Death of a cheetah: Second such incident raises many questions

Is it a case of fitness, stress or lack of transparency? Death of second African cheetah in MP’s Kuno National Park raised many questions

NEW DELHI | Updated: 25 April, 2023 5:32 pm IST

Months after they were introduced with much fanfare, the death of the second African cheetah in Madhya Pradesh’s Kuno National Park is causing a pall of gloom among wildlife experts.

The death of ‘Uday’, a male cheetah brought from South Africa, is the second such death of the African leopards at the park. Earlier in March, a female cheetah, ‘Sasha’, which was brought from Namibia, was found dead in her cubicle.

The two deaths are seen as a major setback to India’s hope to revive the cheetah population in the country. The deaths also saw wildlife experts asking questions about fitness, stress or a lack of transparency.

While the report of the death of ‘Uday’ was not made public, a forest official told The New Indian that the cause of the death was cardiopulmonary failure as per the preliminary assessment.

Talking to The New Indian, renowned wildlife activist Ajay Dubey said, “Project Cheetah needs a dedicated wildlife officer to monitor the overall conditions of the cheetah. I hope the government will look into it.”

“The government needs to bring to light if there is any error in the project with respect to transparency to save other cheetahs,” he added.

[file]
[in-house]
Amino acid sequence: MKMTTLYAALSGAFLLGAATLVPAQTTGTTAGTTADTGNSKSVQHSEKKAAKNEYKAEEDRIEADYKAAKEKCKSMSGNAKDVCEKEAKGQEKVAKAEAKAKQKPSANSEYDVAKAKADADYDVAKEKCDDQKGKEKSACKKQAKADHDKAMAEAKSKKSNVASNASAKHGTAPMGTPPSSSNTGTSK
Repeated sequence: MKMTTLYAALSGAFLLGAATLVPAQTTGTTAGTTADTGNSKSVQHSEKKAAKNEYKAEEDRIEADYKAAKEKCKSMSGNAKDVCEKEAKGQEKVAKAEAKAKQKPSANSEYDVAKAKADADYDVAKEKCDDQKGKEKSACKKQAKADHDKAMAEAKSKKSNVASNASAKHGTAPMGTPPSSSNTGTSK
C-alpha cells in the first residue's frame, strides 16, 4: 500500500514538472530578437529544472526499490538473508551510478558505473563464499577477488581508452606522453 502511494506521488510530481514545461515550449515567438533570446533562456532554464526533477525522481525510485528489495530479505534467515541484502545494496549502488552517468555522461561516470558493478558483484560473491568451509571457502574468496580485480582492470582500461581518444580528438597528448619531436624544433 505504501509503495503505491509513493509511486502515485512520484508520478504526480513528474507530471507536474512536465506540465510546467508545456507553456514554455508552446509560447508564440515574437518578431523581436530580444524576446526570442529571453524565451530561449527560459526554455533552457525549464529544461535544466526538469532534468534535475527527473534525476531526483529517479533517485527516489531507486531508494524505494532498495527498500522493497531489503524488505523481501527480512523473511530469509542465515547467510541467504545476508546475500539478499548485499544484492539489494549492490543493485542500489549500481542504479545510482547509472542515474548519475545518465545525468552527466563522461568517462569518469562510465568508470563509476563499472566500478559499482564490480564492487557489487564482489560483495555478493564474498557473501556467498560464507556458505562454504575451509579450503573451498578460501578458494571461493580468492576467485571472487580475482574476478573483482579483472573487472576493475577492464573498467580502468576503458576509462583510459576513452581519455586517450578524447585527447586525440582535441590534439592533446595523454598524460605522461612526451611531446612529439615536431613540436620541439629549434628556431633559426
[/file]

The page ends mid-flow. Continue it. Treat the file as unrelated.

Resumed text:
Interestingly, the officer posted in charge of Project Cheetah holds two more responsibilities.

The intercontinental ‘Project Cheetah’ aims to revive the leopard population in the country with the introduction of a small population of African cheetahs.

Dubey also suggested that stress might be one of the reasons behind the deaths of African cheetahs.

“Cheetahs brought from Namibia and Africa have been kept in captivity. Cheetahs are the most sensitive members of the cat family. Wildlife experts of the government are not able to identify how to manage it,” Dubey said, suggesting being in captivity might have resulted in stress for the leopards.

While there are talks regarding the relocation of leopards to Rajasthan, Dubey warned that it has to be done following all standard protocols.

“There are talks about sending three cheetahs to Rajasthan’s Darrah in the Mukundara Hills tiger reserve,” Dubey said. “It’s good because if any contiguous disease or any such thing happens in one place, then cheetahs in another place will be safe,” he added.

“However, the entire thing has to be done as per the wildlife protocol standard, else it would not prove helpful or beneficial,” he added.

Talking about the importance of Project Cheetah, Dubey said, “If the project becomes successful, then it would benefit the local economy also.”

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